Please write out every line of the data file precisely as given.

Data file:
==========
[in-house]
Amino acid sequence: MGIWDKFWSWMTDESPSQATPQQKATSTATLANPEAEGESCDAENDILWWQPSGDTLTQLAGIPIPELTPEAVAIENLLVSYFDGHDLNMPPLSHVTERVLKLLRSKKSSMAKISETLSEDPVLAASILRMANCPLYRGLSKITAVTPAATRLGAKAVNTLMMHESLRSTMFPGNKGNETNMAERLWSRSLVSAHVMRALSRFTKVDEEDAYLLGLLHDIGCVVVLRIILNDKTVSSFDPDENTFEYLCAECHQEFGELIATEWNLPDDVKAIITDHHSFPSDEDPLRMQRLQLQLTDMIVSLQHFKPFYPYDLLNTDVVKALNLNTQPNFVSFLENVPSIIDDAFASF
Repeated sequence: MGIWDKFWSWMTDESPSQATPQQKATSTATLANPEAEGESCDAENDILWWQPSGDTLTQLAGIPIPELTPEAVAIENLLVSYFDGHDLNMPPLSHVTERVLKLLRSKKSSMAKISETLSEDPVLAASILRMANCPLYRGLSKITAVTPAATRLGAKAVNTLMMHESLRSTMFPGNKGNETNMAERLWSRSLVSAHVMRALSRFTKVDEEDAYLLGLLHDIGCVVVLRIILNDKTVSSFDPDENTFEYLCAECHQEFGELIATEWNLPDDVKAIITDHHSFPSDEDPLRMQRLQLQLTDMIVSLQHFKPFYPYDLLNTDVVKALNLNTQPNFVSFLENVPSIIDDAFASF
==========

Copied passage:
[in-house]
Amino acid sequence: MGIWDKFWSWMTDESPSQATPQQKATSTATLANPEAEGESCDAENDILWWQPSGDTLTQLAGIPIPELTPEAVAIENLLVSYFDGHDLNMPPLSHVTERVLKLLRSKKSSMAKISETLSEDPVLAASILRMANCPLYRGLSKITAVTPAATRLGAKAVNTLMMHESLRSTMFPGNKGNETNMAERLWSRSLVSAHVMRALSRFTKVDEEDAYLLGLLHDIGCVVVLRIILNDKTVSSFDPDENTFEYLCAECHQEFGELIATEWNLPDDVKAIITDHHSFPSDEDPLRMQRLQLQLTDMIVSLQHFKPFYPYDLLNTDVVKALNLNTQPNFVSFLENVPSIIDDAFASF
Repeated sequence: MGIWDKFWSWMTDESPSQATPQQKATSTATLANPEAEGESCDAENDILWWQPSGDTLTQLAGIPIPELTPEAVAIENLLVSYFDGHDLNMPPLSHVTERVLKLLRSKKSSMAKISETLSEDPVLAASILRMANCPLYRGLSKITAVTPAATRLGAKAVNTLMMHESLRSTMFPGNKGNETNMAERLWSRSLVSAHVMRALSRFTKVDEEDAYLLGLLHDIGCVVVLRIILNDKTVSSFDPDENTFEYLCAECHQEFGELIATEWNLPDDVKAIITDHHSFPSDEDPLRMQRLQLQLTDMIVSLQHFKPFYPYDLLNTDVVKALNLNTQPNFVSFLENVPSIIDDAFASF